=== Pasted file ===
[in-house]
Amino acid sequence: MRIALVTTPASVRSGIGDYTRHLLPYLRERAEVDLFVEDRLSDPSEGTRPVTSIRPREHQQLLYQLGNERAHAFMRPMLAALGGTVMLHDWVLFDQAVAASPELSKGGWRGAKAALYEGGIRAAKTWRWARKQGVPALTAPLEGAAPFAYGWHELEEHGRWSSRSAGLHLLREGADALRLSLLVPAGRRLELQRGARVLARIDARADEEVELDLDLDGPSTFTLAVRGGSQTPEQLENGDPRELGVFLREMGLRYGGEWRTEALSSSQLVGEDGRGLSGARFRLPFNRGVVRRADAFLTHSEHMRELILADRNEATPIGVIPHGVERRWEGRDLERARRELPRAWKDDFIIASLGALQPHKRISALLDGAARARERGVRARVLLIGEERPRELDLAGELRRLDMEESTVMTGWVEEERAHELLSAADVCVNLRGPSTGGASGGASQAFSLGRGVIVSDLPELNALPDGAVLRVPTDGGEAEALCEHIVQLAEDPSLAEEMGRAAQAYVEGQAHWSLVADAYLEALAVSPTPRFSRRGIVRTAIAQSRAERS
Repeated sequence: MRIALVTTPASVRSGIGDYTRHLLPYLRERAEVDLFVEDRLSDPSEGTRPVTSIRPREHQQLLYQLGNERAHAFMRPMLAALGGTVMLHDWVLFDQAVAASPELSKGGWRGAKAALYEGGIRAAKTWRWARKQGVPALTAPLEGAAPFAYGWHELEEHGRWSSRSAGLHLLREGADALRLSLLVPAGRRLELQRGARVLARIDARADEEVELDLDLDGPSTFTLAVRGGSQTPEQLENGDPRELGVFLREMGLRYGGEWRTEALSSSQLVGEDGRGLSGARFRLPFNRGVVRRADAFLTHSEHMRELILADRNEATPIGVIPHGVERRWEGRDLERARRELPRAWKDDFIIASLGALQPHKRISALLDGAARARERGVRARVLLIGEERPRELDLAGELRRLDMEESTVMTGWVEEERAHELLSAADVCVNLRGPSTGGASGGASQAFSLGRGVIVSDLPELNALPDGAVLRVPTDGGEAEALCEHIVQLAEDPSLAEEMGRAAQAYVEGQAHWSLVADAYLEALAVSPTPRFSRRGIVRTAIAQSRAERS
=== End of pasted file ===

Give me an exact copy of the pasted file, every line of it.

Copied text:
[in-house]
Amino acid sequence: MRIALVTTPASVRSGIGDYTRHLLPYLRERAEVDLFVEDRLSDPSEGTRPVTSIRPREHQQLLYQLGNERAHAFMRPMLAALGGTVMLHDWVLFDQAVAASPELSKGGWRGAKAALYEGGIRAAKTWRWARKQGVPALTAPLEGAAPFAYGWHELEEHGRWSSRSAGLHLLREGADALRLSLLVPAGRRLELQRGARVLARIDARADEEVELDLDLDGPSTFTLAVRGGSQTPEQLENGDPRELGVFLREMGLRYGGEWRTEALSSSQLVGEDGRGLSGARFRLPFNRGVVRRADAFLTHSEHMRELILADRNEATPIGVIPHGVERRWEGRDLERARRELPRAWKDDFIIASLGALQPHKRISALLDGAARARERGVRARVLLIGEERPRELDLAGELRRLDMEESTVMTGWVEEERAHELLSAADVCVNLRGPSTGGASGGASQAFSLGRGVIVSDLPELNALPDGAVLRVPTDGGEAEALCEHIVQLAEDPSLAEEMGRAAQAYVEGQAHWSLVADAYLEALAVSPTPRFSRRGIVRTAIAQSRAERS
Repeated sequence: MRIALVTTPASVRSGIGDYTRHLLPYLRERAEVDLFVEDRLSDPSEGTRPVTSIRPREHQQLLYQLGNERAHAFMRPMLAALGGTVMLHDWVLFDQAVAASPELSKGGWRGAKAALYEGGIRAAKTWRWARKQGVPALTAPLEGAAPFAYGWHELEEHGRWSSRSAGLHLLREGADALRLSLLVPAGRRLELQRGARVLARIDARADEEVELDLDLDGPSTFTLAVRGGSQTPEQLENGDPRELGVFLREMGLRYGGEWRTEALSSSQLVGEDGRGLSGARFRLPFNRGVVRRADAFLTHSEHMRELILADRNEATPIGVIPHGVERRWEGRDLERARRELPRAWKDDFIIASLGALQPHKRISALLDGAARARERGVRARVLLIGEERPRELDLAGELRRLDMEESTVMTGWVEEERAHELLSAADVCVNLRGPSTGGASGGASQAFSLGRGVIVSDLPELNALPDGAVLRVPTDGGEAEALCEHIVQLAEDPSLAEEMGRAAQAYVEGQAHWSLVADAYLEALAVSPTPRFSRRGIVRTAIAQSRAERS